Inhaled corticosteroids and long-acting bronchodilators in fixed dose
Commonly called combination preventers, inhaled corticosteroids (ICS) plus long-acting bronchodilator or combination therapy inhalers.
Includes medications such as Atectura, Breo, DuoResp, Enerzair, Fluticasone and Salmeterol Cipla, Flutiform, Fostair, Seretide, Symbicort. (See generic names here: Active Ingredients Guide for Asthma Medication)
HOW DO COMBINATION PREVENTERS HELP ASTHMA?
Combination preventers contain two or three asthma medications in combination: a preventer (corticosteroid) and one or two long-acting relievers (bronchodilator).
- The inhaled corticosteroid reduces inflammation, sensitivity, and excess mucus
- When taken regularly will reduce the risk of having asthma symptoms or flare-ups.
- They may take a few weeks of consistent use to show improvement.
- The long-acting medicine might be either a long-acting beta2 agonist (LABA) or long-acting muscarinic antagonist (LAMA) or one of each.
- They relax tight airway muscles for up to 12 hours, some up to 24 hours.
- They are either fast or slow acting. Some combination preventers contain a long-acting reliever that works within minutes. Others take up to 30 minutes to start working
HOW DO YOU USE YOUR COMBINATION PREVENTER?
Using your combination preventer properly is vital to get the medication to your lungs where it is needed. This is true no matter what type of inhaler you are using.
To make sure you are using your preventer correctly see: https://asthma.org.au/about-asthma/medicines-and-devices/techniques/
Always use a spacer if your preventer is in a metered dose inhaler device (puffer). This will reduce the chance of side-effects.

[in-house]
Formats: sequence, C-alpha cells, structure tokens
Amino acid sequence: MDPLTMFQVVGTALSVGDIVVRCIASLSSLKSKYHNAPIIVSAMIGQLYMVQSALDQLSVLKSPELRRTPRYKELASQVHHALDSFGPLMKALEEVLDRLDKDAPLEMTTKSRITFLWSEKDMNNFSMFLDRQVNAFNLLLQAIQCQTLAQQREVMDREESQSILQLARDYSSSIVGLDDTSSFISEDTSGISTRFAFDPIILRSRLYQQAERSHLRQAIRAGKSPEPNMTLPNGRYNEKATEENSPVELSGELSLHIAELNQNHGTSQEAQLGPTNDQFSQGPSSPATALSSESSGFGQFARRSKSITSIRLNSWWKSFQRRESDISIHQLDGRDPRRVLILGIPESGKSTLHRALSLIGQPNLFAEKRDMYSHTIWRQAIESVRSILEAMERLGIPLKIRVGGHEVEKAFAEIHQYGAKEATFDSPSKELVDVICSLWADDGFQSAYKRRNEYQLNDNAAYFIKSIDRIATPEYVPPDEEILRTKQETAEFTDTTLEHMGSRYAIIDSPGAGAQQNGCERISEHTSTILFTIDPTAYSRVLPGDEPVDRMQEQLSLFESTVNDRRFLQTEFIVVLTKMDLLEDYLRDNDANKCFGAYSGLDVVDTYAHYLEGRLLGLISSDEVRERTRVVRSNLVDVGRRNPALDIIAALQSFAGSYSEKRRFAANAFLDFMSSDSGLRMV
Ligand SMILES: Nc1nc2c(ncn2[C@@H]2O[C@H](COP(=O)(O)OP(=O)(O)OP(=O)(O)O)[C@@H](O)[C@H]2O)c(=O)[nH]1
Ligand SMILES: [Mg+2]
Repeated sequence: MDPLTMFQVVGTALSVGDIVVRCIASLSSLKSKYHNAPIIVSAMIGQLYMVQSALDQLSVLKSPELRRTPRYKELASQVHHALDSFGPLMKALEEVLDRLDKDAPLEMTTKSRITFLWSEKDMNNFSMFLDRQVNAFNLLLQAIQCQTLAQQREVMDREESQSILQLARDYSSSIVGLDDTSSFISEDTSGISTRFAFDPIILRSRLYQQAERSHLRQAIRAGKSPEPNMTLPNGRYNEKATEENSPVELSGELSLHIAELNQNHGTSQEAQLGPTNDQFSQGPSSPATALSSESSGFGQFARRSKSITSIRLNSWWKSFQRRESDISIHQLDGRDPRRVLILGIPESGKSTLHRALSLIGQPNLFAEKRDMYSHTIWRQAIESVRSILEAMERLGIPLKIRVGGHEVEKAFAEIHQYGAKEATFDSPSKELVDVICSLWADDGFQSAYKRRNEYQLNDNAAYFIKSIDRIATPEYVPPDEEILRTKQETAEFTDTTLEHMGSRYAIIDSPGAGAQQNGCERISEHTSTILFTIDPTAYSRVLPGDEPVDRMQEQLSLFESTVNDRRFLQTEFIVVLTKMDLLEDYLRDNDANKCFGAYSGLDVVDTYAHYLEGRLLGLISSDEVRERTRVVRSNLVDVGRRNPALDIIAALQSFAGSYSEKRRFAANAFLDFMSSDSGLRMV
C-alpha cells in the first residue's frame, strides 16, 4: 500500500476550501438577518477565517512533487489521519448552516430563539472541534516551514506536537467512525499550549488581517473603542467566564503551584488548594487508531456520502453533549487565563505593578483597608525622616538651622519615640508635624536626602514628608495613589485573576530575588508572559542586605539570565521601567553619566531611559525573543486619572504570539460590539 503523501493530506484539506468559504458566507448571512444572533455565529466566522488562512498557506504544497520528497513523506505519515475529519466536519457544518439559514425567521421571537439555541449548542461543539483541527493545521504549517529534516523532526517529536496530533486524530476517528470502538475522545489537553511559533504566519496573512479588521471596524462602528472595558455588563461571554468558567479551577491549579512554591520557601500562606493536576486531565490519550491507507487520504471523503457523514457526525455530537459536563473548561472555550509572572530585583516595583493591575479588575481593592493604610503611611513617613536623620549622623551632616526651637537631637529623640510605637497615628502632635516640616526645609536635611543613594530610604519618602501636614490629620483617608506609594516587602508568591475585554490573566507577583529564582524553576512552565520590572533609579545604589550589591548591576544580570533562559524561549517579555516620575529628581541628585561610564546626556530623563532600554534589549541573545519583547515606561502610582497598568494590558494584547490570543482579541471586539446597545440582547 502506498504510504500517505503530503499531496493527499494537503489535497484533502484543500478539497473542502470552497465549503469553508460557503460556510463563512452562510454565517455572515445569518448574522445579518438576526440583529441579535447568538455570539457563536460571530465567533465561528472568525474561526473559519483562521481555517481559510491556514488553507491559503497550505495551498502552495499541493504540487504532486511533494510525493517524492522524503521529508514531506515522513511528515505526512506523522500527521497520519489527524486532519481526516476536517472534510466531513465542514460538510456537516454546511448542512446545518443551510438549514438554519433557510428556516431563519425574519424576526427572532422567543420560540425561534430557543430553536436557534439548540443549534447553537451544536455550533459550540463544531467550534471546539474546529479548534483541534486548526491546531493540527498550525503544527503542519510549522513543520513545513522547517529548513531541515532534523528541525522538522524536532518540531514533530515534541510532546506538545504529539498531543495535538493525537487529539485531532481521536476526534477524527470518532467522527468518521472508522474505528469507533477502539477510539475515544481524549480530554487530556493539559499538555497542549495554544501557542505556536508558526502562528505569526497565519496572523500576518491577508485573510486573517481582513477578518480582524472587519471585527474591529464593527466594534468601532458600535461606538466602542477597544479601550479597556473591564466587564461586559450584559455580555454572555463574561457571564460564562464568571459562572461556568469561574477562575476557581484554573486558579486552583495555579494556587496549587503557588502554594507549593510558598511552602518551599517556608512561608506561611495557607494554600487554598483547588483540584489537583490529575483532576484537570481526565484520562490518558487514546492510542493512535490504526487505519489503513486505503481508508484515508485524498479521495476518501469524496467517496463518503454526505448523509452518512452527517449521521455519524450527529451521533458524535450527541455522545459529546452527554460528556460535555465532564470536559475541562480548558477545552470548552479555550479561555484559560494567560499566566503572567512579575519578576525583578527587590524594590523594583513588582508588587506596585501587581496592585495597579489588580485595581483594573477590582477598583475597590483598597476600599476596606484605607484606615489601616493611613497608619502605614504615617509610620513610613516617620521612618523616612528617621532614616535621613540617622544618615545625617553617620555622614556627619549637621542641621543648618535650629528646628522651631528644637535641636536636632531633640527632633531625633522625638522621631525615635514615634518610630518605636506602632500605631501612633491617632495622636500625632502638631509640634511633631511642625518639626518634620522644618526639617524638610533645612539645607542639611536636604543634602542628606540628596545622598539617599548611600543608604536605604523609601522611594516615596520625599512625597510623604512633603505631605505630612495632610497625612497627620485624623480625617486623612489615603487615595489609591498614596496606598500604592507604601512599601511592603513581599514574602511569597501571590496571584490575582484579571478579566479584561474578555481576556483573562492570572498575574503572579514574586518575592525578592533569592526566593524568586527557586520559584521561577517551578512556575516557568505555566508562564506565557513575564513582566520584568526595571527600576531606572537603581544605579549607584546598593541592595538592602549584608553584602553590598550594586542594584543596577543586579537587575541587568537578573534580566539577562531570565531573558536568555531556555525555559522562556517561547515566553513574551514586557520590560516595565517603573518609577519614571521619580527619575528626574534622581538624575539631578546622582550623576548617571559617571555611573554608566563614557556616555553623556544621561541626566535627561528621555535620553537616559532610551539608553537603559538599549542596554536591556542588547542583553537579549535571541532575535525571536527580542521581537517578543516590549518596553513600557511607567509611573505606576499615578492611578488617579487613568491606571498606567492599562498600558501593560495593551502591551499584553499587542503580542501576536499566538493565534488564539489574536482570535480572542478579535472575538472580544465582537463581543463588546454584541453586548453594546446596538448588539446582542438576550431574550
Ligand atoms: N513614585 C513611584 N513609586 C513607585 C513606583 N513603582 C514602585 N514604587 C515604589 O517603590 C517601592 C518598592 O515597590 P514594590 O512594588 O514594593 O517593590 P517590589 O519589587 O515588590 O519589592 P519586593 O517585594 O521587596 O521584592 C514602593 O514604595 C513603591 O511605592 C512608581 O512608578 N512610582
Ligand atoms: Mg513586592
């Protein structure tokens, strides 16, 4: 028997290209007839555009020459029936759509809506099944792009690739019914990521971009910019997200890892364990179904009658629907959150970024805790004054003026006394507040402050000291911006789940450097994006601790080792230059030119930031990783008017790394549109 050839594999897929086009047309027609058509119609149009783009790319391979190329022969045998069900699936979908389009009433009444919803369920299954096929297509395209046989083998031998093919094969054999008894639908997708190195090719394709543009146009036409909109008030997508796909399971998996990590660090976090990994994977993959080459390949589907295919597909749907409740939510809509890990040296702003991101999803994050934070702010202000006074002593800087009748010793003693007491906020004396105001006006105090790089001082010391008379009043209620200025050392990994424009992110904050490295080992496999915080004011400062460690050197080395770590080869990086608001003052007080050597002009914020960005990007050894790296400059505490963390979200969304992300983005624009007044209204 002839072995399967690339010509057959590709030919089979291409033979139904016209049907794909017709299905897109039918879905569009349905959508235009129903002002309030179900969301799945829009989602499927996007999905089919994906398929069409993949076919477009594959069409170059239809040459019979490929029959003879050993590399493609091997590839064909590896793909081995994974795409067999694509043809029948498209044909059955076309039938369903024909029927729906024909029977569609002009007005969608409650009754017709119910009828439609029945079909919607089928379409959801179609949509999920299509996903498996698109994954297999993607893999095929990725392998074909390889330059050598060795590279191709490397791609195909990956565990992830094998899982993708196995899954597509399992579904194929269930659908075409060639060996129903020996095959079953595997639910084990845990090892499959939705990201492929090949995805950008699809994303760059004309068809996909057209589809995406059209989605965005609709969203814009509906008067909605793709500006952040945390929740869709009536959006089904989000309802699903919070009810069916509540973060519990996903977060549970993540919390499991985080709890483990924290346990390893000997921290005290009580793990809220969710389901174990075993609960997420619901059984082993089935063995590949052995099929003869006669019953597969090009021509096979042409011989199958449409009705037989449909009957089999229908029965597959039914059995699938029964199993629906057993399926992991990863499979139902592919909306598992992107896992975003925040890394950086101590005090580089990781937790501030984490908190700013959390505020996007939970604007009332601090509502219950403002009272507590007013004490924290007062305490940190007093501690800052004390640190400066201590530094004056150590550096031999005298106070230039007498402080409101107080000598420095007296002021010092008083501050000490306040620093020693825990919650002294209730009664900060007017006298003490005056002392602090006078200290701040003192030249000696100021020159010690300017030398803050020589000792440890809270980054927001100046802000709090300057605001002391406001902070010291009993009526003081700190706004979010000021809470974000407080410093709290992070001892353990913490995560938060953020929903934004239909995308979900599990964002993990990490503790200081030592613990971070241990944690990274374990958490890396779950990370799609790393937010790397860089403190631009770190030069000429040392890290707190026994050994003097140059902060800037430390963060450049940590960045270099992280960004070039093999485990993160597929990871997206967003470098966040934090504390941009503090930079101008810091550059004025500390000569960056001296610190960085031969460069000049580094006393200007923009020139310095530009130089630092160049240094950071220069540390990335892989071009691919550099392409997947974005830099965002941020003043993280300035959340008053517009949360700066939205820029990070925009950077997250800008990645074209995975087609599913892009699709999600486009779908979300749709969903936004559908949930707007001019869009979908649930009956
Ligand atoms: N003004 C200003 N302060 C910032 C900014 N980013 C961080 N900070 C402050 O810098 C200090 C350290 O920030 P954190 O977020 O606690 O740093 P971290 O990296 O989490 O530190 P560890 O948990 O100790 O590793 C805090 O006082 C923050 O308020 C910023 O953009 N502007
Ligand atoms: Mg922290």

Rinse, gargle, and spit after use. This will reduce the risk of side effects in your mouth and throat.
How to use a Breezhaler
How to use an Ellipta
How to use a Spiromax
How to use a Spacer and Puffer
How to use an Accuhaler
How to use a Turbuhaler
WHY MIGHT YOU NEED A COMBINATION PREVENTER?
Combination preventers are considered a ‘step-up’ in asthma treatment. They may be prescribed for people who have asthma symptoms despite regular single preventer use.
If you use a combination preventer regularly and correctly, and still experience asthma symptoms speak to your doctor. You might benefit from add-on medications.
MAINTENANCE AND RELIEVER THERAPY
Low dose DuoResp, Fostair and Symbicort can sometimes be used as a preventer and a reliever, under strict conditions. This is called ‘Maintenance and Reliever Therapy’, and means you use the same device to relieve symptoms if they occur.
POSSIBLE SIDE EFFECTS OF COMBINATION PREVENTERS
- Sore, yellowish, raised patches in the mouth (thrush)
- Hoarse voice Irritation of the tongue and mouth
- Trembling or shakiness
- Feeling anxious, nervous, restless, or upset
- Fast or irregular heart rate or pounding heart
You can reduce these by:
- Using a spacer with a puffer
- Always rinse, gargle and spit after using combination preventer medication or have a drink of water for young children
Speak to your doctor if you have any concerns about side effects.